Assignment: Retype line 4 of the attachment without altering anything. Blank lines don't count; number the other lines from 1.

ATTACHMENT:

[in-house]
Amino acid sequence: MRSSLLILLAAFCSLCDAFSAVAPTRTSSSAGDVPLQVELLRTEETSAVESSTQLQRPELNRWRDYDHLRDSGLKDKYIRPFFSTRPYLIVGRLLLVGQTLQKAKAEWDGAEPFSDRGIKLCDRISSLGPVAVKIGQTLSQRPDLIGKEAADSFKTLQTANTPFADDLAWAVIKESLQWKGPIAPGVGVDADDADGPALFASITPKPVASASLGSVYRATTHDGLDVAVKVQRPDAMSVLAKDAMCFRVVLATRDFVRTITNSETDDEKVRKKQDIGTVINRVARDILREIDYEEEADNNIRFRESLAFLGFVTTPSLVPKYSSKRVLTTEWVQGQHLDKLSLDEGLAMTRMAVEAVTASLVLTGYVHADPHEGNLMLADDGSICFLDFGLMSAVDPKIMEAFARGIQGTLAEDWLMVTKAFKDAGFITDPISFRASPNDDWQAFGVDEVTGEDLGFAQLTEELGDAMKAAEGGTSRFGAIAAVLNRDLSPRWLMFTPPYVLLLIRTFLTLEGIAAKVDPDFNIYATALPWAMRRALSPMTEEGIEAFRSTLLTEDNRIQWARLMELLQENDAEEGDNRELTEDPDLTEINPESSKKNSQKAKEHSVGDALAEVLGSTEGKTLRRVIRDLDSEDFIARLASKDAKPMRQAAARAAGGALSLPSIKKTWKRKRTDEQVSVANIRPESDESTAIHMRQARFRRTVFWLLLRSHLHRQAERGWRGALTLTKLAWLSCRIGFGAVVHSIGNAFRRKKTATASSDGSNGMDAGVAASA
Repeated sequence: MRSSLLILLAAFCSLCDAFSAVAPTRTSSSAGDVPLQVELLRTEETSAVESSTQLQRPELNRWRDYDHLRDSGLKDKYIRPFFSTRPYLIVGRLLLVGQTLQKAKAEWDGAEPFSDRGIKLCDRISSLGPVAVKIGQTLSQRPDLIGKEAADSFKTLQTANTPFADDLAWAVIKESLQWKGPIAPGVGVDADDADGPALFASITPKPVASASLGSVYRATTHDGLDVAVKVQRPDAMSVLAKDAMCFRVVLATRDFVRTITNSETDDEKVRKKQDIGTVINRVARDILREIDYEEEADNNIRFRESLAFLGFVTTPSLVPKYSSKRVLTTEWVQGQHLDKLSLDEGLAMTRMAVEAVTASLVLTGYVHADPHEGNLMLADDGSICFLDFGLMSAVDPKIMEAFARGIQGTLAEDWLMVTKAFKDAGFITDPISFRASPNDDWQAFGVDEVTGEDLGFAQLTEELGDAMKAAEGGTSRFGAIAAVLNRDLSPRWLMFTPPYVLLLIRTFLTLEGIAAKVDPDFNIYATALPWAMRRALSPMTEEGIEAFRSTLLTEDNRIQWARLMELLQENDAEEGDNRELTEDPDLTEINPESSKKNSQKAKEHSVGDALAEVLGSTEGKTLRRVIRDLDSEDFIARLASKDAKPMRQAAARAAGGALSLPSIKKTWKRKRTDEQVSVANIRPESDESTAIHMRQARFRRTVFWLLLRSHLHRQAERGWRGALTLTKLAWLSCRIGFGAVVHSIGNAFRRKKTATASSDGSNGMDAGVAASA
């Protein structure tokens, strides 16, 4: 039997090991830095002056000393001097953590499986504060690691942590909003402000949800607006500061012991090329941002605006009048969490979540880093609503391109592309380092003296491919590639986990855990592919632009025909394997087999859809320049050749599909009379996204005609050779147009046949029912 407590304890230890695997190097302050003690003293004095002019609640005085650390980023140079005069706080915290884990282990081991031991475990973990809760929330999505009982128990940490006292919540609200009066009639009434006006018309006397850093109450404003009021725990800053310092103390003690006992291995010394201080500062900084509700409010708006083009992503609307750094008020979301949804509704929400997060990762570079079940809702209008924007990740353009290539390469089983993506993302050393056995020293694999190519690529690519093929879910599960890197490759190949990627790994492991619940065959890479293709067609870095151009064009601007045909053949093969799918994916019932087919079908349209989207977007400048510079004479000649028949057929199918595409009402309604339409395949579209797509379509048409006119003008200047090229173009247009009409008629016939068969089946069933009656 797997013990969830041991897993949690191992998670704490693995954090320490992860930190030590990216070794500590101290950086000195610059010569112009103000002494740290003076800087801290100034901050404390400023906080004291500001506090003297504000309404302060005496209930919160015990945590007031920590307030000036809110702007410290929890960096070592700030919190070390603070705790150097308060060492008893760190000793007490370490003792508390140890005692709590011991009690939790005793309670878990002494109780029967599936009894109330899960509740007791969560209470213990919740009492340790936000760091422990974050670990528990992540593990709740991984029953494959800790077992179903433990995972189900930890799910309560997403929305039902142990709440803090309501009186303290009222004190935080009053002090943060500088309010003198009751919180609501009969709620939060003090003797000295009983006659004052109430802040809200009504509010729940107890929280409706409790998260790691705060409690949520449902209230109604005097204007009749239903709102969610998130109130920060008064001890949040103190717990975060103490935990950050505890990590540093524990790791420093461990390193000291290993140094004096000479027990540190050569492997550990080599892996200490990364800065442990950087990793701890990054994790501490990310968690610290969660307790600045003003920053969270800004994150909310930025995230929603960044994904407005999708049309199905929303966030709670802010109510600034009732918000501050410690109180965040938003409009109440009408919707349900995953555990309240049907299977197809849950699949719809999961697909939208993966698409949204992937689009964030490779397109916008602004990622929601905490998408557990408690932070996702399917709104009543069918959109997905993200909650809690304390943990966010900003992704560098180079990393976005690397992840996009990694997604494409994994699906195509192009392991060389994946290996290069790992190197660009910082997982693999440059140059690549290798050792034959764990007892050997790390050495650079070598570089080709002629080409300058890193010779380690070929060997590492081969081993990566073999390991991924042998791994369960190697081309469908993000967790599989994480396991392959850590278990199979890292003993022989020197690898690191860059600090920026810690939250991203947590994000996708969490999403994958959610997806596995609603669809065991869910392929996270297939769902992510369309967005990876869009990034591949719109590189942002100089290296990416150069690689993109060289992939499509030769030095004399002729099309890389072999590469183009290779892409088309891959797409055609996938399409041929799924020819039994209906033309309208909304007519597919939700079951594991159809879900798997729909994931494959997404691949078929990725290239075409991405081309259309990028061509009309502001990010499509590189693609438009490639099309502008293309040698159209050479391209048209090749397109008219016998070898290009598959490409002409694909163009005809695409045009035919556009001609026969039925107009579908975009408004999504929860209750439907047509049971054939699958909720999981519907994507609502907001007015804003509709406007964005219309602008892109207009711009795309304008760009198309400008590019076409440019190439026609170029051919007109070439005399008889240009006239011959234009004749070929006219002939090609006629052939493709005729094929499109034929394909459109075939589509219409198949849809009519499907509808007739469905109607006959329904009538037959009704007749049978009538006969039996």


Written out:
């Protein structure tokens, strides 16, 4: 039997090991830095002056000393001097953590499986504060690691942590909003402000949800607006500061012991090329941002605006009048969490979540880093609503391109592309380092003296491919590639986990855990592919632009025909394997087999859809320049050749599909009379996204005609050779147009046949029912 407590304890230890695997190097302050003690003293004095002019609640005085650390980023140079005069706080915290884990282990081991031991475990973990809760929330999505009982128990940490006292919540609200009066009639009434006006018309006397850093109450404003009021725990800053310092103390003690006992291995010394201080500062900084509700409010708006083009992503609307750094008020979301949804509704929400997060990762570079079940809702209008924007990740353009290539390469089983993506993302050393056995020293694999190519690529690519093929879910599960890197490759190949990627790994492991619940065959890479293709067609870095151009064009601007045909053949093969799918994916019932087919079908349209989207977007400048510079004479000649028949057929199918595409009402309604339409395949579209797509379509048409006119003008200047090229173009247009009409008629016939068969089946069933009656 797997013990969830041991897993949690191992998670704490693995954090320490992860930190030590990216070794500590101290950086000195610059010569112009103000002494740290003076800087801290100034901050404390400023906080004291500001506090003297504000309404302060005496209930919160015990945590007031920590307030000036809110702007410290929890960096070592700030919190070390603070705790150097308060060492008893760190000793007490370490003792508390140890005692709590011991009690939790005793309670878990002494109780029967599936009894109330899960509740007791969560209470213990919740009492340790936000760091422990974050670990528990992540593990709740991984029953494959800790077992179903433990995972189900930890799910309560997403929305039902142990709440803090309501009186303290009222004190935080009053002090943060500088309010003198009751919180609501009969709620939060003090003797000295009983006659004052109430802040809200009504509010729940107890929280409706409790998260790691705060409690949520449902209230109604005097204007009749239903709102969610998130109130920060008064001890949040103190717990975060103490935990950050505890990590540093524990790791420093461990390193000291290993140094004096000479027990540190050569492997550990080599892996200490990364800065442990950087990793701890990054994790501490990310968690610290969660307790600045003003920053969270800004994150909310930025995230929603960044994904407005999708049309199905929303966030709670802010109510600034009732918000501050410690109180965040938003409009109440009408919707349900995953555990309240049907299977197809849950699949719809999961697909939208993966698409949204992937689009964030490779397109916008602004990622929601905490998408557990408690932070996702399917709104009543069918959109997905993200909650809690304390943990966010900003992704560098180079990393976005690397992840996009990694997604494409994994699906195509192009392991060389994946290996290069790992190197660009910082997982693999440059140059690549290798050792034959764990007892050997790390050495650079070598570089080709002629080409300058890193010779380690070929060997590492081969081993990566073999390991991924042998791994369960190697081309469908993000967790599989994480396991392959850590278990199979890292003993022989020197690898690191860059600090920026810690939250991203947590994000996708969490999403994958959610997806596995609603669809065991869910392929996270297939769902992510369309967005990876869009990034591949719109590189942002100089290296990416150069690689993109060289992939499509030769030095004399002729099309890389072999590469183009290779892409088309891959797409055609996938399409041929799924020819039994209906033309309208909304007519597919939700079951594991159809879900798997729909994931494959997404691949078929990725290239075409991405081309259309990028061509009309502001990010499509590189693609438009490639099309502008293309040698159209050479391209048209090749397109008219016998070898290009598959490409002409694909163009005809695409045009035919556009001609026969039925107009579908975009408004999504929860209750439907047509049971054939699958909720999981519907994507609502907001007015804003509709406007964005219309602008892109207009711009795309304008760009198309400008590019076409440019190439026609170029051919007109070439005399008889240009006239011959234009004749070929006219002939090609006629052939493709005729094929499109034929394909459109075939589509219409198949849809009519499907509808007739469905109607006959329904009538037959009704007749049978009538006969039996």